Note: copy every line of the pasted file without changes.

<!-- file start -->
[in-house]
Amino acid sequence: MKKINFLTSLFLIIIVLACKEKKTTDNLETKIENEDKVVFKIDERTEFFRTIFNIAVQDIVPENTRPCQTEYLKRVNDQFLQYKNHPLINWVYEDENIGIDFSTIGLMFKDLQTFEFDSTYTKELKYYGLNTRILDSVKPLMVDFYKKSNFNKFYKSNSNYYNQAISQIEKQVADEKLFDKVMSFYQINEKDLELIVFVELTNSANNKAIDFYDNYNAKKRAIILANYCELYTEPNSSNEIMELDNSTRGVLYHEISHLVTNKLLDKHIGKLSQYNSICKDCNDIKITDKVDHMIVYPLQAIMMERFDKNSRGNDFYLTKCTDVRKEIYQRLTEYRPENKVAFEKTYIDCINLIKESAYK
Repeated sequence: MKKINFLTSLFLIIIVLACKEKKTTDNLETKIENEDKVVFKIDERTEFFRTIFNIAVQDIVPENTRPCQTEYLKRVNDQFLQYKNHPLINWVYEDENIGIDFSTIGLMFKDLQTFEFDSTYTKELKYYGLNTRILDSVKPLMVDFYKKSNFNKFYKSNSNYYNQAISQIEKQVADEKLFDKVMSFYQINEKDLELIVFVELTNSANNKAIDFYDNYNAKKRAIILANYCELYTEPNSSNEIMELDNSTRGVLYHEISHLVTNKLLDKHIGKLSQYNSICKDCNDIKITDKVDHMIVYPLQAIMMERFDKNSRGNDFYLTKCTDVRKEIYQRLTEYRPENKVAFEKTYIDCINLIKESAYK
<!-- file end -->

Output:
[in-house]
Amino acid sequence: MKKINFLTSLFLIIIVLACKEKKTTDNLETKIENEDKVVFKIDERTEFFRTIFNIAVQDIVPENTRPCQTEYLKRVNDQFLQYKNHPLINWVYEDENIGIDFSTIGLMFKDLQTFEFDSTYTKELKYYGLNTRILDSVKPLMVDFYKKSNFNKFYKSNSNYYNQAISQIEKQVADEKLFDKVMSFYQINEKDLELIVFVELTNSANNKAIDFYDNYNAKKRAIILANYCELYTEPNSSNEIMELDNSTRGVLYHEISHLVTNKLLDKHIGKLSQYNSICKDCNDIKITDKVDHMIVYPLQAIMMERFDKNSRGNDFYLTKCTDVRKEIYQRLTEYRPENKVAFEKTYIDCINLIKESAYK
Repeated sequence: MKKINFLTSLFLIIIVLACKEKKTTDNLETKIENEDKVVFKIDERTEFFRTIFNIAVQDIVPENTRPCQTEYLKRVNDQFLQYKNHPLINWVYEDENIGIDFSTIGLMFKDLQTFEFDSTYTKELKYYGLNTRILDSVKPLMVDFYKKSNFNKFYKSNSNYYNQAISQIEKQVADEKLFDKVMSFYQINEKDLELIVFVELTNSANNKAIDFYDNYNAKKRAIILANYCELYTEPNSSNEIMELDNSTRGVLYHEISHLVTNKLLDKHIGKLSQYNSICKDCNDIKITDKVDHMIVYPLQAIMMERFDKNSRGNDFYLTKCTDVRKEIYQRLTEYRPENKVAFEKTYIDCINLIKESAYK